In an effort to stem the outcry over the arrest of two black men at one of its stores, Starbucks will close 8,000 U.S. stores Tuesday afternoon for anti-bias training for its employees.
On April 12, two black men went to a Philadelphia store and did not buy anything; instead, they told the store manager they were waiting for a friend to join them. They were asked to leave and an employee called police, which led to their arrest, prompting protests and accusations of racism.
A video of the incident that was posted on social media became a major embarrassment for the coffee chain.
Soon after, Starbucks announced a policy change, welcoming anyone to sit in its cafes or use its restrooms, even if they don't buy anything.
Previously, it was left to individual store managers to decide whether people could access Starbucks premises without making a purchase.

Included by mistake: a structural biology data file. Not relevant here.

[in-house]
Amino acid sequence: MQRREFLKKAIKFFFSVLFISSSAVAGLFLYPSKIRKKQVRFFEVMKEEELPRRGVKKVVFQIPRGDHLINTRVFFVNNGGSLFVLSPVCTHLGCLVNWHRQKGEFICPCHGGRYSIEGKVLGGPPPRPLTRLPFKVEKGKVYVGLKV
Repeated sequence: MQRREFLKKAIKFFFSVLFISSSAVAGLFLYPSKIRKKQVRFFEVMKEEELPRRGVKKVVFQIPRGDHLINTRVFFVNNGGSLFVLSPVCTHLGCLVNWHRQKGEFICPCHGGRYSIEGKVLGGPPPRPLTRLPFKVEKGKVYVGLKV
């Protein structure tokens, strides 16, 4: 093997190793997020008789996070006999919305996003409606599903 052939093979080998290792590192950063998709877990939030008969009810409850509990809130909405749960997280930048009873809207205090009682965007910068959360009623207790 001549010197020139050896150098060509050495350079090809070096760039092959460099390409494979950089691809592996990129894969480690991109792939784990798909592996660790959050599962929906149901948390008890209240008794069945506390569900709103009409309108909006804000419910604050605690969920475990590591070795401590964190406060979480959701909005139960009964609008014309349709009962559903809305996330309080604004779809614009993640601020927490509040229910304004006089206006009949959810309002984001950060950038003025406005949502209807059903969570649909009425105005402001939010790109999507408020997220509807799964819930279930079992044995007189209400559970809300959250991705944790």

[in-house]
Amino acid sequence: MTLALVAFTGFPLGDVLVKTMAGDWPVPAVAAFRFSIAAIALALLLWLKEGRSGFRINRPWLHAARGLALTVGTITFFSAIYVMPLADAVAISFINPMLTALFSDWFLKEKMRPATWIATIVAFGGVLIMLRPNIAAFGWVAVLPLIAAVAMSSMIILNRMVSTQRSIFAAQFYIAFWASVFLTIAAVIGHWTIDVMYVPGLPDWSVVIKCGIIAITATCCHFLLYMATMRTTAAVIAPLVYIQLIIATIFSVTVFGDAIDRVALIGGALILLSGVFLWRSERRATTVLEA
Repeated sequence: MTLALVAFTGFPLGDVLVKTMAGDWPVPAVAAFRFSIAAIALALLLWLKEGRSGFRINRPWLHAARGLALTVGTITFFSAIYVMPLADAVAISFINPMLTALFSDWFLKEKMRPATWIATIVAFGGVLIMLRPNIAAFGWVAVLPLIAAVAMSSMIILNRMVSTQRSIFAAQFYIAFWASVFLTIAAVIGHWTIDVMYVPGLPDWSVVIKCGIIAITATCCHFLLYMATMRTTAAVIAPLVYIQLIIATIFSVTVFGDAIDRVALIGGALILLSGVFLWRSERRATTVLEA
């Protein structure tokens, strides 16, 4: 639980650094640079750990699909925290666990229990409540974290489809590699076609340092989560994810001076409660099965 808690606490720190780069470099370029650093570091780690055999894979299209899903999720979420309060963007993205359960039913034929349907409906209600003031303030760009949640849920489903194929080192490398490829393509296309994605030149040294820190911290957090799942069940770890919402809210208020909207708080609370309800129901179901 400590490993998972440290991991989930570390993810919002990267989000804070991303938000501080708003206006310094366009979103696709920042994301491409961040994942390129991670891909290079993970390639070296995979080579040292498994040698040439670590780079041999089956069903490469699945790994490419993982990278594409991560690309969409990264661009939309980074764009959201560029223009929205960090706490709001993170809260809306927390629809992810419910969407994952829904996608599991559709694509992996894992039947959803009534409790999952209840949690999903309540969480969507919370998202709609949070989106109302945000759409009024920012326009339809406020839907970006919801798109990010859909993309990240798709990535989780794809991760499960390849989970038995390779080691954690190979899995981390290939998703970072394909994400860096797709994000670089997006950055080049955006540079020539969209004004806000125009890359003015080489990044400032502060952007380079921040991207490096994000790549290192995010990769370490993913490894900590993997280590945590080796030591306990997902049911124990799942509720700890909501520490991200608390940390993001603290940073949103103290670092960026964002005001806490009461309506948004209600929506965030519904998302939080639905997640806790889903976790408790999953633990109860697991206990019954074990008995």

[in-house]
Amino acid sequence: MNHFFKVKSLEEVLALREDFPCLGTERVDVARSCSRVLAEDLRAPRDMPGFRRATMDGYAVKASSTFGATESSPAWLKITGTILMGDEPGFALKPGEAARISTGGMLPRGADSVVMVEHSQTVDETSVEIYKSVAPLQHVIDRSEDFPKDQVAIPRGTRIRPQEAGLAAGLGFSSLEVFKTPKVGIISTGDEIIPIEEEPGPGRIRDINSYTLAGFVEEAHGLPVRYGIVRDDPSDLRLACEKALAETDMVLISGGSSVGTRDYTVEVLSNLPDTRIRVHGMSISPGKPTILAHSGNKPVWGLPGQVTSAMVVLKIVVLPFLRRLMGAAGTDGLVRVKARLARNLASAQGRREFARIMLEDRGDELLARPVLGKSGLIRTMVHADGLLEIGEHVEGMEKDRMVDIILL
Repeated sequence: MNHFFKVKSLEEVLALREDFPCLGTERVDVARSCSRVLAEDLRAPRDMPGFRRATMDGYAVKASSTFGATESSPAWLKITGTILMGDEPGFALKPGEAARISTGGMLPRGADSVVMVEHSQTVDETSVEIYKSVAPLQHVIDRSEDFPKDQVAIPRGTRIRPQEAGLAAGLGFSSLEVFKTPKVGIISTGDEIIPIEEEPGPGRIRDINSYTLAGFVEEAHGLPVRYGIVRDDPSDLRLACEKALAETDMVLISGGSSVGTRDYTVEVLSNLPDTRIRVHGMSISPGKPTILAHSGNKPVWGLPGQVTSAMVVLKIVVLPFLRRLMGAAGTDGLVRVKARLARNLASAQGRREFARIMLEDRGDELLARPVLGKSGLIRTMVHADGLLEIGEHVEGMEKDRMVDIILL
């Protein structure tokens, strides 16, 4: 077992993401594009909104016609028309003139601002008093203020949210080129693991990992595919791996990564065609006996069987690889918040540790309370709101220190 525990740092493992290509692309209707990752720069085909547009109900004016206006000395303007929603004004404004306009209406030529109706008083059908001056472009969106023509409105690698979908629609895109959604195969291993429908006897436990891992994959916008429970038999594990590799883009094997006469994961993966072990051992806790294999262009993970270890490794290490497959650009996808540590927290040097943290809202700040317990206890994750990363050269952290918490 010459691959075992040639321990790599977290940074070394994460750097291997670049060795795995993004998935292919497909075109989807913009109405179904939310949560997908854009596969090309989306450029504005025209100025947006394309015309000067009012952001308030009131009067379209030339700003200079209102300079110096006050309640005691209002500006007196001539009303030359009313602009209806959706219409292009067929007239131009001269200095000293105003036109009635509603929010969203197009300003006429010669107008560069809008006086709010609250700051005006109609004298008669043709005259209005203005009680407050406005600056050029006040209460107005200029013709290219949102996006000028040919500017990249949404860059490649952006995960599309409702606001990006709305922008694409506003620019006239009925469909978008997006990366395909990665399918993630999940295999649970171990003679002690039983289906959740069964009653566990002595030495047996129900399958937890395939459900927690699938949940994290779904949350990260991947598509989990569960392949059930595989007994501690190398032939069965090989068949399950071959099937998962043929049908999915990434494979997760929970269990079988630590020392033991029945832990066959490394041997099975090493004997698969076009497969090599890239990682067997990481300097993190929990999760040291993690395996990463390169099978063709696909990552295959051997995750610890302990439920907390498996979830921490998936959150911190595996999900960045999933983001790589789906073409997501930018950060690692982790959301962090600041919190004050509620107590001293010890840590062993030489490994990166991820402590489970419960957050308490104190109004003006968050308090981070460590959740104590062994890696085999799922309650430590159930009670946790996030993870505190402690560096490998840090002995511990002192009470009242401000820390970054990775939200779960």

"We are committed to creating a culture of warmth and belonging where everyone is welcome,'' Starbucks said in a statement.
The company has asked employees to follow established procedure when dealing with "disruptive behaviors," and are still asked to call 911 in case of "immediate threat or danger" to customers or employees.
The men who were arrested in April, settled with Starbucks earlier this month for an undisclosed sum and an offer of a free college education for each of them.
They also reached a deal with the city of Philadelphia for a symbolic $1 each and a promise from city officials to set up a $200,000 program for young entrepreneurs.